Mastering Change

Changing the energy sector brings change to many people and organizations

So far, we described the paradigm change in terms of the technical and commercial functions of the grid. There are many additional expected changes and constraints on how the change will take place:

Changes that are to be expected

  • As the way we produce, transport, use and manage electricity changes, so do the roles of individuals and organizations. Some thrive on opportunities, others become obsolete. Individuals may need to learn new skills or change jobs, organizations transform by growing, shrinking, splitting or merging. Those who win are likely to support, those who lose out to oppose or slow down change.
  • While electricity consumption is shrinking in developed countries due to higher energy efficiency, additional consumption arises from economic growth of less developed ones. More electricity is also needed to convert building and traffic sectors from fossils to renewables in industrialized and developing countries. These new players have different agendas, interests and approaches than current energy sector players.
  • As flexibility becomes more important in the electric grid, those who provide technology and applications for it play a stronger role: Building industry, technology suppliers and facility managers with heating and cooling, car industry and battery manufacturers for storage and electro-mobility, and the water sector with pumping, processing and hydraulic storage are only a few examples.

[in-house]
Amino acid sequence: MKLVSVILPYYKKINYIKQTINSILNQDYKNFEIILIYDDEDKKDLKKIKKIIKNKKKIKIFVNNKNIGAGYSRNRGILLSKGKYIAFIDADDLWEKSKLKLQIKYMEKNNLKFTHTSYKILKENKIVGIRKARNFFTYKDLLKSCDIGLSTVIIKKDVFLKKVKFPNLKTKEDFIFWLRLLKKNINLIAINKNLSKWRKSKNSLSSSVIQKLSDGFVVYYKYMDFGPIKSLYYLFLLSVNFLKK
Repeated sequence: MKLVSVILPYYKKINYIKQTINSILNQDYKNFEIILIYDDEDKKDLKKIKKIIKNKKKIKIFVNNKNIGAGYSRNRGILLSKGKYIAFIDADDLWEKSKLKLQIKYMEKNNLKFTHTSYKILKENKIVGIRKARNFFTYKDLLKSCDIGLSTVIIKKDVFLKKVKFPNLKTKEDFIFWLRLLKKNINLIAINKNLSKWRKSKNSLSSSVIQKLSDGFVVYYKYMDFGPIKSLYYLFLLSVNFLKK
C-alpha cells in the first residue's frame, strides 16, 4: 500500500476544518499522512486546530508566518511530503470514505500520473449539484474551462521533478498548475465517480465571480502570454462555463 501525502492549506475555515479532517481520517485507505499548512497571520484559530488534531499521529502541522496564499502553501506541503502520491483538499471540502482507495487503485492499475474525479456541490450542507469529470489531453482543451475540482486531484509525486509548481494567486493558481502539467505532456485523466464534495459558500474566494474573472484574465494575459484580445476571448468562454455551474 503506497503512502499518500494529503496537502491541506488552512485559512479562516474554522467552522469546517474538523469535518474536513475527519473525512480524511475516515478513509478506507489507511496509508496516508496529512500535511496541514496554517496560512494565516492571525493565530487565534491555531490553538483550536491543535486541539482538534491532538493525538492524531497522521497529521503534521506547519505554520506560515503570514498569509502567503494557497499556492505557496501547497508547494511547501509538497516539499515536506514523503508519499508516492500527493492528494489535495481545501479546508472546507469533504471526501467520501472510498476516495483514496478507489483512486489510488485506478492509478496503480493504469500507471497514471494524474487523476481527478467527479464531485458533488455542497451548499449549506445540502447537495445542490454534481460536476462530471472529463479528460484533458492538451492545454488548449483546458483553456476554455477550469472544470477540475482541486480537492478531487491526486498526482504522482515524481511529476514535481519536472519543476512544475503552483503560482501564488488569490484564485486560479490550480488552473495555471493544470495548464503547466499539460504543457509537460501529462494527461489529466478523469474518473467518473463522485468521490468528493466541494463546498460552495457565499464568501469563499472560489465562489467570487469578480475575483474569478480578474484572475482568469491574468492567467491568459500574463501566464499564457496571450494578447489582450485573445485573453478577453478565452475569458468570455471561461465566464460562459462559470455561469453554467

• Climate change happens now and will have strong impacts: on energy production (changing wind patterns) and consumption (more cooling due to rising temperatures), but also on infrastructure more often affected by hurricanes (transmission lines) and floods. This calls for even more flexible and resilient solutions.

Constraints that are to be considered

  • Energy is an infrastructure with an operational life of up to 50 years. Thus it reacts to change very slowly, as it takes up to 50 years until new fully replaces existing equipment. This is particularly challenging when comparing it with ICT with a high innovation rate and thus short operational life. How to merge a very fast with a very slow technology into a new system?
  • Even though renewable energy may be cheaper than fossil, upfront investment is relatively high (and variable cost relatively low). This means any replacement of fossil by renewable production is associated with a strong financing need and needs reliable performance and price predictions.
  • As consumers play a more important role, so will their needs and behaviors. Will they adapt to facilitate change, ignore it, or even insist on more comfort that puts more strain on the system? A prudent approach is to focus on flexibility that can be generated automatically, with minimum interference and loss of comfort for the individual concerned.